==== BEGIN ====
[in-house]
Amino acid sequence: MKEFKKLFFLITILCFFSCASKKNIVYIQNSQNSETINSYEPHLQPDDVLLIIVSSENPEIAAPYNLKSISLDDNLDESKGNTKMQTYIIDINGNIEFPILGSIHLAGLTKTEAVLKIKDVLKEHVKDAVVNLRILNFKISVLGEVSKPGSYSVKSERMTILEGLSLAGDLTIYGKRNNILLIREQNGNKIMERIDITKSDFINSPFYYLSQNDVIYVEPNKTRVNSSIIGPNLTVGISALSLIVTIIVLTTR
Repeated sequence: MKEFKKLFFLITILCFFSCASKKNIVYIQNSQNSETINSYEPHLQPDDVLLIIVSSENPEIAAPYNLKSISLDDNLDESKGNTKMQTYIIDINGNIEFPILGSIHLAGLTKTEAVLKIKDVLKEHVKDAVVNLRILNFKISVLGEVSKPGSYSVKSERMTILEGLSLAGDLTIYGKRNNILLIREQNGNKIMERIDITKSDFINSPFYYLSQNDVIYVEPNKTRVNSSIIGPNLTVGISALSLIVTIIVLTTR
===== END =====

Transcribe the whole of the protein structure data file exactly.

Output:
[in-house]
Amino acid sequence: MKEFKKLFFLITILCFFSCASKKNIVYIQNSQNSETINSYEPHLQPDDVLLIIVSSENPEIAAPYNLKSISLDDNLDESKGNTKMQTYIIDINGNIEFPILGSIHLAGLTKTEAVLKIKDVLKEHVKDAVVNLRILNFKISVLGEVSKPGSYSVKSERMTILEGLSLAGDLTIYGKRNNILLIREQNGNKIMERIDITKSDFINSPFYYLSQNDVIYVEPNKTRVNSSIIGPNLTVGISALSLIVTIIVLTTR
Repeated sequence: MKEFKKLFFLITILCFFSCASKKNIVYIQNSQNSETINSYEPHLQPDDVLLIIVSSENPEIAAPYNLKSISLDDNLDESKGNTKMQTYIIDINGNIEFPILGSIHLAGLTKTEAVLKIKDVLKEHVKDAVVNLRILNFKISVLGEVSKPGSYSVKSERMTILEGLSLAGDLTIYGKRNNILLIREQNGNKIMERIDITKSDFINSPFYYLSQNDVIYVEPNKTRVNSSIIGPNLTVGISALSLIVTIIVLTTR